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International Journal of Research and Innovation in Social Science (IJRISS) |Volume VI, Issue XI, November 2022|ISSN 2454-6186

An analysis of Kenya-Somalia Maritime Territorial Dispute in IR perspective

 Waweru John Migui, Nyabuti Damaris Kemunto, Dr Anita Kiamba University Of Nairobi, Kenya

IJRISS Call for paper

Abstract: Kenya-Somalia relations have been strained for some time due to economic and maritime boundary disputes. The area under dispute is a region in the Indian Ocean region stretching for more than 100,000 square kilometers. It is not clear which country could be the rightful owner of the contested area. Furthermore, countries in the global arena have, over the years, gained economic interest in the region as it is rich in oil. These countries include United States, France, Italy, Norway, the United Kingdom, Saudi Arabia, United Arab Emirates (UAE), Qatar, Turkey, and Italy. The International Court of Justice has been the main intermediary of the dispute between Kenya and Somali. However, The ICJ has faced a myriad of challenges in the dispute resolution. At last the International Court of Justice (ICJ) issued its long-awaited verdict in the case of Maritime Delimitation in the Indian Ocean (Somalia v Kenya) on the location of the maritime boundary between Somalia and Kenya on October 12, 2021. The study seeks to understand Kenya-Somalia Maritime Territorial Dispute. The objectives of the study is to analyze the role of the media in the Kenya-Somali maritime dispute and best mode of dispute settlement according to the provisions of Chapter VI of the UN Pacific Settlement of Disputes.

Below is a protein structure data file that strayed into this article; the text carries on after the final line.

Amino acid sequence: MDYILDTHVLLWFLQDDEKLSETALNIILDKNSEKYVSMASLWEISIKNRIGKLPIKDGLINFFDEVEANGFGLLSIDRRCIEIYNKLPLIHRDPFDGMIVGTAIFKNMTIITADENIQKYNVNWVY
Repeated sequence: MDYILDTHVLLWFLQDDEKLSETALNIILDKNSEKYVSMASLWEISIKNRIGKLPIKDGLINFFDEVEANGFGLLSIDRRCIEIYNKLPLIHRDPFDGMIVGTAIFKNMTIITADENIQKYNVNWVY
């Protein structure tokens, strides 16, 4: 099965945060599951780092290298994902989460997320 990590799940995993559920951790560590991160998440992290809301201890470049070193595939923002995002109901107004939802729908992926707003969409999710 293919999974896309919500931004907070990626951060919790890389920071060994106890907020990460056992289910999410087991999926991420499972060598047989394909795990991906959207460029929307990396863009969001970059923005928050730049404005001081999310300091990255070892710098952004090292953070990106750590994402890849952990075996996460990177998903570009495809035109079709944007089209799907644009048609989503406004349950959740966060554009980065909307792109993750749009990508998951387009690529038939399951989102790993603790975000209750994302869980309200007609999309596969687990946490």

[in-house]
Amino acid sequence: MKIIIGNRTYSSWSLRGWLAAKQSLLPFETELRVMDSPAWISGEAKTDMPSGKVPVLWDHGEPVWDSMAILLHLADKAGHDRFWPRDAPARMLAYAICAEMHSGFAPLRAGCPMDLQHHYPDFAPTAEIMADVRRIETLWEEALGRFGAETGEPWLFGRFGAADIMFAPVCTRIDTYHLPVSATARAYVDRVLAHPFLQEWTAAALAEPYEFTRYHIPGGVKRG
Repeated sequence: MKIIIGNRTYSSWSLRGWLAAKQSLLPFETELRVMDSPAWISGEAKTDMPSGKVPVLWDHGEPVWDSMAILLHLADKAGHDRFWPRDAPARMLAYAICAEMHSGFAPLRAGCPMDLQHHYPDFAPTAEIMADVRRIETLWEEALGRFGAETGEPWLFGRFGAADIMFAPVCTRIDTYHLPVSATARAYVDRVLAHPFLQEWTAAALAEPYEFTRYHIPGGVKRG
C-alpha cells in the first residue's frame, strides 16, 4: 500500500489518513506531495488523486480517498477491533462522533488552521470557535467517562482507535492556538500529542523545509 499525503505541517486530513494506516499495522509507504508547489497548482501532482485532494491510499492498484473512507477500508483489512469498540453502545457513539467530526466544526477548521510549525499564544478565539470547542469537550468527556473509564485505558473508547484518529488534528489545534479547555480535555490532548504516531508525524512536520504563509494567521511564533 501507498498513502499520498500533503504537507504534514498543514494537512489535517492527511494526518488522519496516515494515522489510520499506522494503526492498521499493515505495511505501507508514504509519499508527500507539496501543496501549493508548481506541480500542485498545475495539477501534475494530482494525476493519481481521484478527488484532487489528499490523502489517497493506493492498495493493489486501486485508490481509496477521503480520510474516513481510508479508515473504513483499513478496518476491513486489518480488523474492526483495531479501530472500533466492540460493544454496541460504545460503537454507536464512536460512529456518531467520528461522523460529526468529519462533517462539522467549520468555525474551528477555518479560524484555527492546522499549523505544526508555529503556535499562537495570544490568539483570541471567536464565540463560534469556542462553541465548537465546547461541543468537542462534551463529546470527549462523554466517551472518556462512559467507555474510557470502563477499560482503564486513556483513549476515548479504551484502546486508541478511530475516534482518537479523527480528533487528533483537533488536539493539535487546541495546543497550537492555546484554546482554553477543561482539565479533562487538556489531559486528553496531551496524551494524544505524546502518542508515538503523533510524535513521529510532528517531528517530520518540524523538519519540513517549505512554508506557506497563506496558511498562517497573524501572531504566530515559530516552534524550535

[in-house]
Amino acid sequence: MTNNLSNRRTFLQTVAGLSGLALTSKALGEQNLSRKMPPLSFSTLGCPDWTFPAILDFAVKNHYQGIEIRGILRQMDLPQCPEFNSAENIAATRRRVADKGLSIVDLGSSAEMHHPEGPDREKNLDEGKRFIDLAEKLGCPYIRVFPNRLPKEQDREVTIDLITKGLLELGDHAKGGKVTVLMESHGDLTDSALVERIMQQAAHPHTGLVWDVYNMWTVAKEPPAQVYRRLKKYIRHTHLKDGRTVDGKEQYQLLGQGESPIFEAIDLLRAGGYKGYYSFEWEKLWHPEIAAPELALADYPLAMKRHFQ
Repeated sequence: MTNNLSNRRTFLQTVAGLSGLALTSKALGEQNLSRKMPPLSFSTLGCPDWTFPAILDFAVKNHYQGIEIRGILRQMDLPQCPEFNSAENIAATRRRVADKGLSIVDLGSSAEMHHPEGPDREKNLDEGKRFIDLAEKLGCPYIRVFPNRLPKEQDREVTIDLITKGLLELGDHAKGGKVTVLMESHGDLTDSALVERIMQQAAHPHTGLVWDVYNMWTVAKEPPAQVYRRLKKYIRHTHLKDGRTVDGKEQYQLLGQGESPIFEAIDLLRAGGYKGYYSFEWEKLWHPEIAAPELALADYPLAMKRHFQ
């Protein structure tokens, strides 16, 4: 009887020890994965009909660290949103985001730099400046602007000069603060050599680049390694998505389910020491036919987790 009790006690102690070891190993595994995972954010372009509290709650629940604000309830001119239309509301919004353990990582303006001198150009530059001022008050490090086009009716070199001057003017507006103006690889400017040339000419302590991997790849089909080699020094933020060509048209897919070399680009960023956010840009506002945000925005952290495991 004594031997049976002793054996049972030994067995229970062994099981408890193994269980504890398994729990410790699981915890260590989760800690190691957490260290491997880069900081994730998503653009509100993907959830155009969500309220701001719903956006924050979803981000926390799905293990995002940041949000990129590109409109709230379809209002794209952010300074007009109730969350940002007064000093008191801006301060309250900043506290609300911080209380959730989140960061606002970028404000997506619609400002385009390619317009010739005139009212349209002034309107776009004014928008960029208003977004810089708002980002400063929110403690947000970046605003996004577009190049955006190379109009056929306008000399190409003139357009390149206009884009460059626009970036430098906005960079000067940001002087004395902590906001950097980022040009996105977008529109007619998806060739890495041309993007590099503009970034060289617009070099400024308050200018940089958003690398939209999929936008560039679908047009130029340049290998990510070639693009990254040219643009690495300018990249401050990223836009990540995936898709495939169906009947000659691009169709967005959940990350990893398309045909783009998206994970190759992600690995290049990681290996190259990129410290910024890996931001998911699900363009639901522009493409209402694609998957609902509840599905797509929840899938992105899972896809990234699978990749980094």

Kenya and Somalia have had a maritime dispute since colonial times. Nonetheless, Somalia filed a complaint with the International Criminal Court in 2014, claiming that Kenya was invading its maritime territory (offshore area of 100,000 square kilometers). This was based on both countries’ recognition of the Court’s obligatory jurisdiction under Article 36 (2) of the ICJ Statute, also known as the “optional clause declarations.” This Article states that all states parties to the present Statute may declare at any time that they recognize the Court’s jurisdiction in all legal disputes as mandatory and without special agreement, in relation to any other state accepting the same obligation. (United Nations, 1945) Whereas Somalia wants the boundary defined by the ICJ, as stipulated by the United Nations Convention on the Law of the Sea (UNCLOS), as well as other global laws, Kenya has stuck to its guns on its preferred border demarcation according to the 1979 decree. The area under dispute is a region in the Indian Ocean region stretching for more than 100,000 square kilometers (about 62,000 square miles) that comes about from projecting the Kenya-Somalia common border eastwards (Wasike, 2021). Somalia appealed to the ICJ not only to extend the continental shelf, but also to fix a line which separates the territorial sea between her and Kenya and the Economic Exclusive Zone (EEZ). Somalia claims that Kenya has violated its international obligations and does not respect Somalia’s territorial